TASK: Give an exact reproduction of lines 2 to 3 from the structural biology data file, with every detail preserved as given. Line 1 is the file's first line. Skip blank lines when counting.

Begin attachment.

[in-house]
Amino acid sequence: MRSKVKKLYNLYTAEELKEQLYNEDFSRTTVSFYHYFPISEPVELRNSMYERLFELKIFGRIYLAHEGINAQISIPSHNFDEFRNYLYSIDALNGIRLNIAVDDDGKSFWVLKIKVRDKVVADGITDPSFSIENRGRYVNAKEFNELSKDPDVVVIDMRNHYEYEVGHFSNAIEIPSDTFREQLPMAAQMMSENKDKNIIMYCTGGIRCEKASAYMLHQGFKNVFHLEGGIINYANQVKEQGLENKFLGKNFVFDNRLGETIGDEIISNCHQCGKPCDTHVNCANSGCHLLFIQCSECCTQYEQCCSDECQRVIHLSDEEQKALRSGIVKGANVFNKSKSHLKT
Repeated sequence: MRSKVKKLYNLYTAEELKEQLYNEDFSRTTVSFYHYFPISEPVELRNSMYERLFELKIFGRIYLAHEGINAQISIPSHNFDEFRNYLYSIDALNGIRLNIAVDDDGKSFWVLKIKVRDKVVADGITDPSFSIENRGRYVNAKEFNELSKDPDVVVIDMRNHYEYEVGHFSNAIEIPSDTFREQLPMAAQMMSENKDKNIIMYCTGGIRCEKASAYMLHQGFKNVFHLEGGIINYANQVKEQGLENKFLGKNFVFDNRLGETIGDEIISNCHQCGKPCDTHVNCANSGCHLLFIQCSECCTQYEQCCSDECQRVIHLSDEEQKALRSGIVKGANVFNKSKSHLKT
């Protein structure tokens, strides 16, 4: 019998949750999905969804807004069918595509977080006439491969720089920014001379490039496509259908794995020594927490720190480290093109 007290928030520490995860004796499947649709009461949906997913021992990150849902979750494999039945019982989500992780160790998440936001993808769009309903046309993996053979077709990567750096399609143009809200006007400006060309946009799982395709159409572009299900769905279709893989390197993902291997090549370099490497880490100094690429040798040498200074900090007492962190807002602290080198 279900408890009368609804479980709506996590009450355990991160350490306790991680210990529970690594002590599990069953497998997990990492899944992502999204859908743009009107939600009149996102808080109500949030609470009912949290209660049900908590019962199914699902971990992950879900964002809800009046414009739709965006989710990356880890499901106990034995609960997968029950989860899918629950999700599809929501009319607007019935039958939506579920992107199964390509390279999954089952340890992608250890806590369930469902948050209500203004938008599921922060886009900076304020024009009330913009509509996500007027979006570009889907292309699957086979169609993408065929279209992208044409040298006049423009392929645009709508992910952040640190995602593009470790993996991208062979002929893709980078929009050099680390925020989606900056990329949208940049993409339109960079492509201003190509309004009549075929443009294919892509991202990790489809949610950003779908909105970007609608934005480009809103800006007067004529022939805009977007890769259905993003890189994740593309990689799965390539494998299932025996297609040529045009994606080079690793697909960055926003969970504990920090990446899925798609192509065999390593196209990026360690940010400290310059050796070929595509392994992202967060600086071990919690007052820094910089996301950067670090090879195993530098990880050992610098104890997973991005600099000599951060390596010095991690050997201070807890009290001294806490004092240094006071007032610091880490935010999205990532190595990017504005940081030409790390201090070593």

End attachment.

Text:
Amino acid sequence: MRSKVKKLYNLYTAEELKEQLYNEDFSRTTVSFYHYFPISEPVELRNSMYERLFELKIFGRIYLAHEGINAQISIPSHNFDEFRNYLYSIDALNGIRLNIAVDDDGKSFWVLKIKVRDKVVADGITDPSFSIENRGRYVNAKEFNELSKDPDVVVIDMRNHYEYEVGHFSNAIEIPSDTFREQLPMAAQMMSENKDKNIIMYCTGGIRCEKASAYMLHQGFKNVFHLEGGIINYANQVKEQGLENKFLGKNFVFDNRLGETIGDEIISNCHQCGKPCDTHVNCANSGCHLLFIQCSECCTQYEQCCSDECQRVIHLSDEEQKALRSGIVKGANVFNKSKSHLKT
Repeated sequence: MRSKVKKLYNLYTAEELKEQLYNEDFSRTTVSFYHYFPISEPVELRNSMYERLFELKIFGRIYLAHEGINAQISIPSHNFDEFRNYLYSIDALNGIRLNIAVDDDGKSFWVLKIKVRDKVVADGITDPSFSIENRGRYVNAKEFNELSKDPDVVVIDMRNHYEYEVGHFSNAIEIPSDTFREQLPMAAQMMSENKDKNIIMYCTGGIRCEKASAYMLHQGFKNVFHLEGGIINYANQVKEQGLENKFLGKNFVFDNRLGETIGDEIISNCHQCGKPCDTHVNCANSGCHLLFIQCSECCTQYEQCCSDECQRVIHLSDEEQKALRSGIVKGANVFNKSKSHLKT